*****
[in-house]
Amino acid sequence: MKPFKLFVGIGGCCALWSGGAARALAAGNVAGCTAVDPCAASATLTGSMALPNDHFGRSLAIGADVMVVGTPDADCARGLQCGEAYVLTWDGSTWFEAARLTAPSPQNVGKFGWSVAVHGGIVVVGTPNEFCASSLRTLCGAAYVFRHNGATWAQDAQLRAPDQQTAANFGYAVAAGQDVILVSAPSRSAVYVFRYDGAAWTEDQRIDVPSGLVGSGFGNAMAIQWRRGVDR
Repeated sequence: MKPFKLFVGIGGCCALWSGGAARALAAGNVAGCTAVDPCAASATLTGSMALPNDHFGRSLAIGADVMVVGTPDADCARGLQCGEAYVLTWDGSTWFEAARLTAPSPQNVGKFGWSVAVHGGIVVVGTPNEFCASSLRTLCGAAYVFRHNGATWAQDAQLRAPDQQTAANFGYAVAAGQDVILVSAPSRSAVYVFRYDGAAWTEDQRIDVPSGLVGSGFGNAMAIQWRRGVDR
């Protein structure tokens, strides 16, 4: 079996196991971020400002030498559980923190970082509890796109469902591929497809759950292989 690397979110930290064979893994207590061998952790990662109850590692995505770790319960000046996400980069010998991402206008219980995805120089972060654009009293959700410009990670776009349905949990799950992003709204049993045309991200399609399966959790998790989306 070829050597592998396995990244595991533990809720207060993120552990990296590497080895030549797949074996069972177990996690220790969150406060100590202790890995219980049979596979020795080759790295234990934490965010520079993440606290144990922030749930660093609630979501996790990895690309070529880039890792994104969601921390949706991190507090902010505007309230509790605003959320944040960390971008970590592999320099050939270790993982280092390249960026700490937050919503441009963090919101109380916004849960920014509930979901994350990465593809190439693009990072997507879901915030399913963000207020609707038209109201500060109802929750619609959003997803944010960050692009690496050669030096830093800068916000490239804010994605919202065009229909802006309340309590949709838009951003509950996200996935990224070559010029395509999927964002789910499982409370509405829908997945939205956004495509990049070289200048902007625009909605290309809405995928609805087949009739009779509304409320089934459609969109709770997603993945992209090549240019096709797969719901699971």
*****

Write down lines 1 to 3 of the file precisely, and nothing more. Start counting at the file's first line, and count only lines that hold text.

[in-house]
Amino acid sequence: MKPFKLFVGIGGCCALWSGGAARALAAGNVAGCTAVDPCAASATLTGSMALPNDHFGRSLAIGADVMVVGTPDADCARGLQCGEAYVLTWDGSTWFEAARLTAPSPQNVGKFGWSVAVHGGIVVVGTPNEFCASSLRTLCGAAYVFRHNGATWAQDAQLRAPDQQTAANFGYAVAAGQDVILVSAPSRSAVYVFRYDGAAWTEDQRIDVPSGLVGSGFGNAMAIQWRRGVDR
Repeated sequence: MKPFKLFVGIGGCCALWSGGAARALAAGNVAGCTAVDPCAASATLTGSMALPNDHFGRSLAIGADVMVVGTPDADCARGLQCGEAYVLTWDGSTWFEAARLTAPSPQNVGKFGWSVAVHGGIVVVGTPNEFCASSLRTLCGAAYVFRHNGATWAQDAQLRAPDQQTAANFGYAVAAGQDVILVSAPSRSAVYVFRYDGAAWTEDQRIDVPSGLVGSGFGNAMAIQWRRGVDR